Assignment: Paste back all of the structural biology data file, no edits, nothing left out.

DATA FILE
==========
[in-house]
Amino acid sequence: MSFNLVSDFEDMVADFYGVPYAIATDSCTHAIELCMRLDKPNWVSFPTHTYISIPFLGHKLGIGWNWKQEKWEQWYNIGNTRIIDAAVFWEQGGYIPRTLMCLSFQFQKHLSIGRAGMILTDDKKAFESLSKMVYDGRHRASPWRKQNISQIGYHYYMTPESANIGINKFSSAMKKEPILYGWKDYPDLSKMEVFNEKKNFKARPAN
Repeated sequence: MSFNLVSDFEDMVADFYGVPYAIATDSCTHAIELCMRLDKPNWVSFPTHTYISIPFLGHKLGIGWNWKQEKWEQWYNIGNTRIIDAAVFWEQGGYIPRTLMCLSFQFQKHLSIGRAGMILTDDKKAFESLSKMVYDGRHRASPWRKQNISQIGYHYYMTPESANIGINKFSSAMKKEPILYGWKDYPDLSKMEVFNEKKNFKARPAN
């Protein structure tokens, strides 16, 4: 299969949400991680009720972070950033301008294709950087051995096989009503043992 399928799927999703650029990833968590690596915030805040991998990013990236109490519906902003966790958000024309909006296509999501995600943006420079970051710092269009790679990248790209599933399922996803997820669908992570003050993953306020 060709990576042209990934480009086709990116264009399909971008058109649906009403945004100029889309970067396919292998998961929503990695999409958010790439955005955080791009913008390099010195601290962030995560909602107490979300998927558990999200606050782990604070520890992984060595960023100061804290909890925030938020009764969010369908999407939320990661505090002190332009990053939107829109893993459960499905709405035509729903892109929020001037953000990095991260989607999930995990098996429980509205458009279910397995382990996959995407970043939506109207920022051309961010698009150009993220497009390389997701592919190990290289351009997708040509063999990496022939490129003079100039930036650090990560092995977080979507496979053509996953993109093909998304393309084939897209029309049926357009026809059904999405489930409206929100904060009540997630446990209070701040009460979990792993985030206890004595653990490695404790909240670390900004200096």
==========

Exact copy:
[in-house]
Amino acid sequence: MSFNLVSDFEDMVADFYGVPYAIATDSCTHAIELCMRLDKPNWVSFPTHTYISIPFLGHKLGIGWNWKQEKWEQWYNIGNTRIIDAAVFWEQGGYIPRTLMCLSFQFQKHLSIGRAGMILTDDKKAFESLSKMVYDGRHRASPWRKQNISQIGYHYYMTPESANIGINKFSSAMKKEPILYGWKDYPDLSKMEVFNEKKNFKARPAN
Repeated sequence: MSFNLVSDFEDMVADFYGVPYAIATDSCTHAIELCMRLDKPNWVSFPTHTYISIPFLGHKLGIGWNWKQEKWEQWYNIGNTRIIDAAVFWEQGGYIPRTLMCLSFQFQKHLSIGRAGMILTDDKKAFESLSKMVYDGRHRASPWRKQNISQIGYHYYMTPESANIGINKFSSAMKKEPILYGWKDYPDLSKMEVFNEKKNFKARPAN
């Protein structure tokens, strides 16, 4: 299969949400991680009720972070950033301008294709950087051995096989009503043992 399928799927999703650029990833968590690596915030805040991998990013990236109490519906902003966790958000024309909006296509999501995600943006420079970051710092269009790679990248790209599933399922996803997820669908992570003050993953306020 060709990576042209990934480009086709990116264009399909971008058109649906009403945004100029889309970067396919292998998961929503990695999409958010790439955005955080791009913008390099010195601290962030995560909602107490979300998927558990999200606050782990604070520890992984060595960023100061804290909890925030938020009764969010369908999407939320990661505090002190332009990053939107829109893993459960499905709405035509729903892109929020001037953000990095991260989607999930995990098996429980509205458009279910397995382990996959995407970043939506109207920022051309961010698009150009993220497009390389997701592919190990290289351009997708040509063999990496022939490129003079100039930036650090990560092995977080979507496979053509996953993109093909998304393309084939897209029309049926357009026809059904999405489930409206929100904060009540997630446990209070701040009460979990792993985030206890004595653990490695404790909240670390900004200096």